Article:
Accomplishments - Past 20 Years
Arkansas Chapter Trout Unlimited
1. Beaver Tailwater Project
- Presented with the Fisheries Management Conservation Achievement Award by the American Fisheries Society.
- Selected as the “Conservation Project of the Year” by TU National as it represented a model project for its collaboration and comprehensiveness.
- Consequently, the project has received outstanding recognition and publicity both locally and nationally
2. Handicap access development
3. Parker Bend stream improvement – proposed “J Vein” project
4. Youth programs
- Support of various school-based programs
- Hooked on Fishing
- Big Brothers/ Big Sisters
5. Annual river clean-ups on the Beaver Tailwater
6. Casting for Recovery
7. Cotter Habitat improvement project
8. Minimum Flow
9. Future Hatchery at Beaver
10. Hosted Trout Unlimited national and regional meetings.
11. Support for the AG&FC
- Trout tagging
- Hub deflectors for dissolved oxygen improvement
- Financial support
- In-kind/volunteer support
12. Financial Support
- TU National’s Embrace-A-Stream grant program
- TU National operational support
- University of Arkansas study
- Parker Bend J-Vein project
13. Dissolved Oxygen Problems.
Part a joint 514/AGFC investigation team into the fish kill in the Bull Shoals Tailwaters attributed/due to low dissolved oxygen during winter nighttime generation. Resulted in the installation of dissolved oxygen measurement equipment in the tailwaters.
14. Part of a joint 514/AGFC effort to stock Spavinaw stream with 4 to 5 inch brown trout to determine feasibility of creating a new and additional non-tailwater resource
15. Spearheaded efforts to establish an additional trout stream below the new Fort Smith dam/water supply.
During the past ten years, the Arkansas Chapter of Trout Unlimited has successfully led a $500,000+ river improvement project on the Beaver Tailwater section of the White River in northwest Arkansas.
The Arkansas Chapter of Trout Unlimited has considered the 8-mile Beaver Tailwater as its “home waters" almost since the inception of the Chapter. Its commitment to this stretch of river, however, escalated with the devastation caused by a 100-year flood in 1990. When the floodgates on Beaver Dam were opened for 10 consecutive days in April 1990, it was a marvel to watch but a disaster for trout habitat in the Tailwater. Typically the normal flow in the Beaver Tailwaters is 20 cfs to 8,000 cfs. However, the 1990 flood increased stream flows to over 51,000 cfs. This water force literally scoured the Beaver Tailwater - eroding banks, filling most of the deep holes and washing away essentially all prime habitat and vegetation. As a result, the trout population plummeted. Given the enormity of the damage to the Chapter’s home water, restoration of the Beaver Tailwater became the Chapter’s primary project.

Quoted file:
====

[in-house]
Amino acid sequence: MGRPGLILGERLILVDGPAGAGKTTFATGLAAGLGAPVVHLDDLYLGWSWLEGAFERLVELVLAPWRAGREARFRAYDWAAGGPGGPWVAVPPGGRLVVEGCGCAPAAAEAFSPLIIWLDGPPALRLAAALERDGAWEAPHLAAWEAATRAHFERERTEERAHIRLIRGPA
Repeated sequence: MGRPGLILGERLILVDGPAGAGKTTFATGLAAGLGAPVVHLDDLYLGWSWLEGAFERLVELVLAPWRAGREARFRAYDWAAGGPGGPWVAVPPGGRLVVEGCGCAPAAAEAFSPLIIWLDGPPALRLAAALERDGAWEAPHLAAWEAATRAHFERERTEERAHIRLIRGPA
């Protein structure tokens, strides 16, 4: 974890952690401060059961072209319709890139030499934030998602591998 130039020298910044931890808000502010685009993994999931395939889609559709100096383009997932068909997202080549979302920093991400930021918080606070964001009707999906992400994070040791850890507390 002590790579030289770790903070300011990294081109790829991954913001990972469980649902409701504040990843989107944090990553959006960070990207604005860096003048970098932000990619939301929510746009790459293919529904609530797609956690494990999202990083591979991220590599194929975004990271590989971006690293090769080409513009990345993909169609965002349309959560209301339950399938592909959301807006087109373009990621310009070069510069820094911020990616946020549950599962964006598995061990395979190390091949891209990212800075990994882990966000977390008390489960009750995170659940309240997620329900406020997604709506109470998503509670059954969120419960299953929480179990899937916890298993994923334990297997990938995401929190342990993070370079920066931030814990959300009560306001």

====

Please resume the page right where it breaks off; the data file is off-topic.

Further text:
Almost immediately after the flood waters receded, the leadership of the Arkansas Chapter mobilized local volunteers, agencies and other organizations as the Chapter proceeded to develop a plan to restore this treasured stretch of river. During the months and years following the flood, Arkansas TU forged partnerships with key organizations including the Arkansas Game & Fish Commission, U.S. Army Corps of Engineers, Arkansas Soil & Water Conservation Commission, Arkansas Cooperative Fish & Wildlife Research Unit, Southwestern Power Administration, EPA, other TU Chapters and the U.S. Navy Seabees. Arkansas TU also began the process of submitting applications to required agencies for stream restoration permits. Trout habitat projects are usually done on small streams but this one tackled a large river. The result has been one of the most impressive restoration projects to be found anywhere in the United States. In 1993-94 the American Fisheries Society quickly took notice and presented the Arkansas Chapter of TU with the Fisheries Management Conservation Achievement Award for this work. To date, Arkansas Trout Unlimited has invested over $75,000 in cash and countless hours of volunteer service to the project along with significant contributions from other TU chapters in Arkansas, Oklahoma and Missouri. In addition, TU’s partners have made a cumulative investment of over $500,000 in this project. TU National has supported this restoration with two EAS grants totaling $20,000 and a $15,000 Coldwater Conservation Fund award. In addition, TU National named it as a “Conservation Project of the Year” as it represented a model project for its collaboration and comprehensiveness. Consequently, the project has received outstanding recognition and publicity both locally and nationally. In 1999 the Arkansas Chapter was awarded a $10,000 Embrace-A-Stream grant to augment the restoration work with the construction of two handicapped fishing sites. The EAS award has allowed these sites to become a destination point for handicapped anglers from at least a four-state area.